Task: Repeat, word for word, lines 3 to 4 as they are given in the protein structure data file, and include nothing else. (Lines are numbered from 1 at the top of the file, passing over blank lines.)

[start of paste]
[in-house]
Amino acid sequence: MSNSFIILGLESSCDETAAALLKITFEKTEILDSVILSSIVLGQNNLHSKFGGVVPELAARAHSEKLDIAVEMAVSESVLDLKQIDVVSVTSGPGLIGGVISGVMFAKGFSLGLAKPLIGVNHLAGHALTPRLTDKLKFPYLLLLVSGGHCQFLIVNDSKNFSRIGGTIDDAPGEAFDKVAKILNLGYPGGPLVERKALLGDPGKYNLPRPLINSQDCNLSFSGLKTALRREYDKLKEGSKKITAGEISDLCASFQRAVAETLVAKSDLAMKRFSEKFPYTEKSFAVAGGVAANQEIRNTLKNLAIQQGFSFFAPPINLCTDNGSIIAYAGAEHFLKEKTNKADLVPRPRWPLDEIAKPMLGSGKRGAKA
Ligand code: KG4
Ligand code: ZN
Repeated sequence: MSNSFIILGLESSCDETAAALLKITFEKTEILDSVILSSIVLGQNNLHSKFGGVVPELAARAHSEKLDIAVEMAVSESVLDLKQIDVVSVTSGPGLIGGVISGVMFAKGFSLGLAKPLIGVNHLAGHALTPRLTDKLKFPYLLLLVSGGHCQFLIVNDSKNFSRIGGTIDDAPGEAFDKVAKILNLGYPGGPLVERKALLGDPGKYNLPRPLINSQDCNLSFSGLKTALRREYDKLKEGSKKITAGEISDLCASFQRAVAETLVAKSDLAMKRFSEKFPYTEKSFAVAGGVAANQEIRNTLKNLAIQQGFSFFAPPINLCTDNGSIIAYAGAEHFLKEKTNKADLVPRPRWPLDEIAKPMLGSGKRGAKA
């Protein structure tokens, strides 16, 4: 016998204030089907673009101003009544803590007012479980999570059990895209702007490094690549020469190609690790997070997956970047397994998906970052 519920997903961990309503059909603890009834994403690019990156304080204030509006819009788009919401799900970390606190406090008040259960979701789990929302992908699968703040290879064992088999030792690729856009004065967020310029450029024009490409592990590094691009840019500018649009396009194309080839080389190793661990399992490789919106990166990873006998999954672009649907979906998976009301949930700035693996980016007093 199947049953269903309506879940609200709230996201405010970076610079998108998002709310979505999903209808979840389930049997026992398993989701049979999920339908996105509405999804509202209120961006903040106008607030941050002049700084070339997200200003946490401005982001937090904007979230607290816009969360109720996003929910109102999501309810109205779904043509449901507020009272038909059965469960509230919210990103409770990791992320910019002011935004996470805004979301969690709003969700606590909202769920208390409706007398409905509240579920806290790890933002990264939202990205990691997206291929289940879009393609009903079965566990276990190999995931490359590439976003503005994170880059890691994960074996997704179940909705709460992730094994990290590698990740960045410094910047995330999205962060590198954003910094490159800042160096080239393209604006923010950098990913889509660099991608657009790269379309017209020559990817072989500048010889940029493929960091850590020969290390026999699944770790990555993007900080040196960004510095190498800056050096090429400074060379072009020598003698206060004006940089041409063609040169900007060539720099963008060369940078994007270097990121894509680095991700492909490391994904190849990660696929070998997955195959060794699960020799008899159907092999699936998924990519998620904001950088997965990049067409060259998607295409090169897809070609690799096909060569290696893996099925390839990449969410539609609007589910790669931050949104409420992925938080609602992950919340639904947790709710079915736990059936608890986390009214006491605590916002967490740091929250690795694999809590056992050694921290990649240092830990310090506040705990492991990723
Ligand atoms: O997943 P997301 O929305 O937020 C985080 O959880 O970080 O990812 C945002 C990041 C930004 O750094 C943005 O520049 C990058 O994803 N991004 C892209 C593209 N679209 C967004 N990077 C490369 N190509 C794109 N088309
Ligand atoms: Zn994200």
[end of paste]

Ligand code: KG4
Ligand code: ZN